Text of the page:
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SCALE Challenge to Kickstart Supply Chain Innovation

Innovation in supply chains received a big boost on Thursday when the Center for Advancing Innovation (CAI) and the Walton Family Foundation announced the SCALE Challenge.

Rosemarie Truman, CEO and founder of CAI, broke the news at the Supply Chain, Innovation & Technology (SCIT) NYC ’19 conference in Manhattan, explaining how the SCALE (Supply Chain and Logistics Enterprises) Challenge is an open innovation contest to disrupt the supply chain and logistics industry sector.

Supported by the Walton Family Foundation, run by the family behind Walmart Inc., the SCALE Challenge will launch 20-plus companies around inventions with potential for near-term impact and plant them in Northwest Arkansas, home to three Fortune 500 companies: Walmart, Tyson Food and J.B. Hunt. Truman said executives from those companies will be involved in the challenge.

“The whole purpose of this challenge is to launch 20 companies to disrupt the supply chain,” Truman said.

She said disrupters are defined as “making things that make the old things obsolete.” As with CAI’s prior challenges, teams will advance promising inventions with teams of mentors, advisors and ambassadors to “de-risk” their products or systems with rigorous due diligence by potential investors and industry experts.

“Out of this we’ll be creating brand new knowledge-based jobs in completely different areas then we’ve done in the past,” she told the audience at the SCIT conference. “We’ll be amplifying entrepreneurial ecosystems around the world, addressing economic inequality–60 percent of our companies are co-founded by women, 80 percent are co-founded by minorities and 46 percent of our companies that we launch are in underserved, underprivileged regions.”

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At, individuals or teams can apply to enter the challenge and are automatically put into the “elevator speech” phase where applicants create a two-minute pitch describing their innovation or invention, supported by an executive summary, Truman explained. If entrants are chosen to move ahead, they go into the “business plan phase,” where a 10-page business plan is created and a full financial model with the risk and reward laid out.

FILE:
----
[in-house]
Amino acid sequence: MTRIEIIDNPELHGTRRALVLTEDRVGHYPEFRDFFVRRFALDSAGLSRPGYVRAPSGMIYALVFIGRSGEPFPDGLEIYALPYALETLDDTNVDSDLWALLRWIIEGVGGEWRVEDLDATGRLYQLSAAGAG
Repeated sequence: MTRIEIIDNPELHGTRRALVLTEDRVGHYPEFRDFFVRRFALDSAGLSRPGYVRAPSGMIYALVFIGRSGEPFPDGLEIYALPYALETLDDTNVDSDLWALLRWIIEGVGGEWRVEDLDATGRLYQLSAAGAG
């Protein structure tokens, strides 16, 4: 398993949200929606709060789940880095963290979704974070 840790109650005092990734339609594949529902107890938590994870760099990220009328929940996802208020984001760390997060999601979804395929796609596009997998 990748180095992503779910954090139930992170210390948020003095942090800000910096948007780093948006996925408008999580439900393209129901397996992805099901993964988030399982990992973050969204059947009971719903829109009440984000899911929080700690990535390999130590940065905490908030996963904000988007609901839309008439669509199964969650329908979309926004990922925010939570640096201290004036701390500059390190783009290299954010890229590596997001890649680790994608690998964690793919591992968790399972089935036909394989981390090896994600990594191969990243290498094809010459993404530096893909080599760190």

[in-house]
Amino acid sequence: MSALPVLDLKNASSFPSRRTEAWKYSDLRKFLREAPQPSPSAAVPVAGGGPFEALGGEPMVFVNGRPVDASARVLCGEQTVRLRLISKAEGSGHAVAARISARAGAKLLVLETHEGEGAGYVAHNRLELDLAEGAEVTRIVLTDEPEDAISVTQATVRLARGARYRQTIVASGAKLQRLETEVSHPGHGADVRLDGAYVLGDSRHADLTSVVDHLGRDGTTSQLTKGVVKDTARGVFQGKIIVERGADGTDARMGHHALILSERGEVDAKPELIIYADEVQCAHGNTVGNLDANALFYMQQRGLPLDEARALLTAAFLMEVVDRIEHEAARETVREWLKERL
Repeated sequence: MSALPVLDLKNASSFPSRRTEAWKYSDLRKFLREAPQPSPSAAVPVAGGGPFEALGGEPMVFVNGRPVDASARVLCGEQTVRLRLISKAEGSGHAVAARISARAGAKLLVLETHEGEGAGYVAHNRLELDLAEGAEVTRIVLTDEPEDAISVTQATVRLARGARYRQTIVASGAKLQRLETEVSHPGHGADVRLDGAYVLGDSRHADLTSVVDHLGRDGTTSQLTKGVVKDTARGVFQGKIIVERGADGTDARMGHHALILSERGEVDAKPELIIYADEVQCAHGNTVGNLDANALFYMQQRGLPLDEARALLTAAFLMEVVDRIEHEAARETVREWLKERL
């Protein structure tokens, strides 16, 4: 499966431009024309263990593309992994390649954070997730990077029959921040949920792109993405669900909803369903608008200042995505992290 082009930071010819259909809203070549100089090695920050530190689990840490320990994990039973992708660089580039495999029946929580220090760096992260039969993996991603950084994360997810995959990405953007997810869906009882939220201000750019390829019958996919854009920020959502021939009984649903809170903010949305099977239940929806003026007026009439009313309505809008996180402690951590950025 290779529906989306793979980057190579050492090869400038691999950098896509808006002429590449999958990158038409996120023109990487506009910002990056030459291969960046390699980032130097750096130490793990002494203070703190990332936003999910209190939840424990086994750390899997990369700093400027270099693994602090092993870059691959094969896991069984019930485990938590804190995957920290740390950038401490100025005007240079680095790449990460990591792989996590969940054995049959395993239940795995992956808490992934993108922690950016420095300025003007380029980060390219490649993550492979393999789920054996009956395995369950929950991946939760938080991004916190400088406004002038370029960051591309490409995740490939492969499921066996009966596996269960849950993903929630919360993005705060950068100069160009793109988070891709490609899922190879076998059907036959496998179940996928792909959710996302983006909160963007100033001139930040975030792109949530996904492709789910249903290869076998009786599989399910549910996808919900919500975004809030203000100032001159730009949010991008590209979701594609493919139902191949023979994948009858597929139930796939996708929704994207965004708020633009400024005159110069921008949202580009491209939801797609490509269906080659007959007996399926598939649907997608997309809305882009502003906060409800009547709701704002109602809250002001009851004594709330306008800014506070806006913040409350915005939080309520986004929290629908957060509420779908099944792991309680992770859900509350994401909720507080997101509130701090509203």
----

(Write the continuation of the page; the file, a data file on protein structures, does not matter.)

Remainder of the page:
Challenge entrants compete for a $2,000 cash prize and a chance to pitch for funding for their startup or idea.

A panel of judges will then ultimately select 20 winning teams. The final phase is the startup or  individual being awarded funds for existing companies.

The challenge will also include an investor forum for interested individuals or companies looking to potentially buy into one of the inventions.

Truman said the most important aspect to entering the challenge is to be able to create a startup with seed funding, while also getting media attention, prize money attached to each winner, and a complex accelerator training program.

CAI’s curated accelerator training program includes entrepreneurial success factors, commercialization planning, research and development roadmaps, IP strategy, financial and commercial strategy, valuation modeling, market analysis and investment strategy.

“The other thing is that we put people in front of these world-class mentors that they would perhaps have difficulty accessing otherwise,” Truman said.

The SCALE Challenge winners will be recognized at an awards ceremony in Northwest Arkansas, where they will demonstrate their solutions and pitch for seed funding at an investor forum. With guidance from CAI, the SCALE Challenge winners will form startup companies and pursue licensing.

“The SCALE Challenge has the potential to transform retail supply chains. The platform accelerates the introduction of breakthrough innovation that is unique to any other program,” Cameron Geiger, senior vice president at Walmart, said in a statement. “Walmart is excited to see what the SCALE Challenge will offer to help us serve our customers with even greater quality and precision, allowing us to better sense and predict in dynamic marketplaces.”

CAI, a global non-profit public-private partnership, is focused on creating a virtuous circle of innovation and driving growth breakthroughs through novel, creative paradigms and models. Truman noted that CAI works to realize the trillions of dollars of IP funds available through the government and connect researchers with entrepreneurs. CAI has launched 280 companies in the past four years that have spawned 170,000 inventions.

“We pick the invention and launch the company around the invention and match them with capital,” Truman added.